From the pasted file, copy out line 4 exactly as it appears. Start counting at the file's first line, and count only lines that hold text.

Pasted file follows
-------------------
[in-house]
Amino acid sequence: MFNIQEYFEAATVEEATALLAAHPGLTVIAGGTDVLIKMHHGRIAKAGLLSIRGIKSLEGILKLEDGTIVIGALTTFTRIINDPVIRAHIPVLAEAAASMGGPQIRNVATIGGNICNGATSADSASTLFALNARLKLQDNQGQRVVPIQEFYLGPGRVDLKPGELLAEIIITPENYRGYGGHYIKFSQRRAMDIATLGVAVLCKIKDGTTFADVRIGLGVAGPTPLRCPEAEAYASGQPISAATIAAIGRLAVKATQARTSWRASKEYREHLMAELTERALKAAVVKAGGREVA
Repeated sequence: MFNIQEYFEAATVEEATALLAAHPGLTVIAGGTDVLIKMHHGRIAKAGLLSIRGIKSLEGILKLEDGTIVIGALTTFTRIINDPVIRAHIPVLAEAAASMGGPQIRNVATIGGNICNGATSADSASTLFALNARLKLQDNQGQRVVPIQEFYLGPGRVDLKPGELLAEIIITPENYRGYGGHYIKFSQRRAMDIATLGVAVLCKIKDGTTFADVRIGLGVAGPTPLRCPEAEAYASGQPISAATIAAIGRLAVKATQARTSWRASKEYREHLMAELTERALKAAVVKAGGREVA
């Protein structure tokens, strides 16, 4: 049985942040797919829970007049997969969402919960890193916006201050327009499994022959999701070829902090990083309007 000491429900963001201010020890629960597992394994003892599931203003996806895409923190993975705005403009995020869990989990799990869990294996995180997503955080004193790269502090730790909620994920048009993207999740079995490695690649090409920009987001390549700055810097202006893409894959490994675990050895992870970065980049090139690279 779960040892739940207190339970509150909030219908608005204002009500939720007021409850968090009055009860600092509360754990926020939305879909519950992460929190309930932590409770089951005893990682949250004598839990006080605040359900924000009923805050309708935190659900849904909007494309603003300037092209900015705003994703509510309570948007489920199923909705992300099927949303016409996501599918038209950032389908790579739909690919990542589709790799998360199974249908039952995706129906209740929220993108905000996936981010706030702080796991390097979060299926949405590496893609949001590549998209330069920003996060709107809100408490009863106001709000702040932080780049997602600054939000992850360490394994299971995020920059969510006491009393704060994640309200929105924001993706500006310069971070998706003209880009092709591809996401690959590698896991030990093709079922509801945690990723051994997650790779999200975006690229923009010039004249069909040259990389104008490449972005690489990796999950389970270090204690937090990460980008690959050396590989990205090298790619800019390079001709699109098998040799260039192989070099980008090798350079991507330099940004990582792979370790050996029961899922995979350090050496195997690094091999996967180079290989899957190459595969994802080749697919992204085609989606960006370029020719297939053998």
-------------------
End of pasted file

């Protein structure tokens, strides 16, 4: 049985942040797919829970007049997969969402919960890193916006201050327009499994022959999701070829902090990083309007 000491429900963001201010020890629960597992394994003892599931203003996806895409923190993975705005403009995020869990989990799990869990294996995180997503955080004193790269502090730790909620994920048009993207999740079995490695690649090409920009987001390549700055810097202006893409894959490994675990050895992870970065980049090139690279 779960040892739940207190339970509150909030219908608005204002009500939720007021409850968090009055009860600092509360754990926020939305879909519950992460929190309930932590409770089951005893990682949250004598839990006080605040359900924000009923805050309708935190659900849904909007494309603003300037092209900015705003994703509510309570948007489920199923909705992300099927949303016409996501599918038209950032389908790579739909690919990542589709790799998360199974249908039952995706129906209740929220993108905000996936981010706030702080796991390097979060299926949405590496893609949001590549998209330069920003996060709107809100408490009863106001709000702040932080780049997602600054939000992850360490394994299971995020920059969510006491009393704060994640309200929105924001993706500006310069971070998706003209880009092709591809996401690959590698896991030990093709079922509801945690990723051994997650790779999200975006690229923009010039004249069909040259990389104008490449972005690489990796999950389970270090204690937090990460980008690959050396590989990205090298790619800019390079001709699109098998040799260039192989070099980008090798350079991507330099940004990582792979370790050996029961899922995979350090050496195997690094091999996967180079290989899957190459595969994802080749697919992204085609989606960006370029020719297939053998």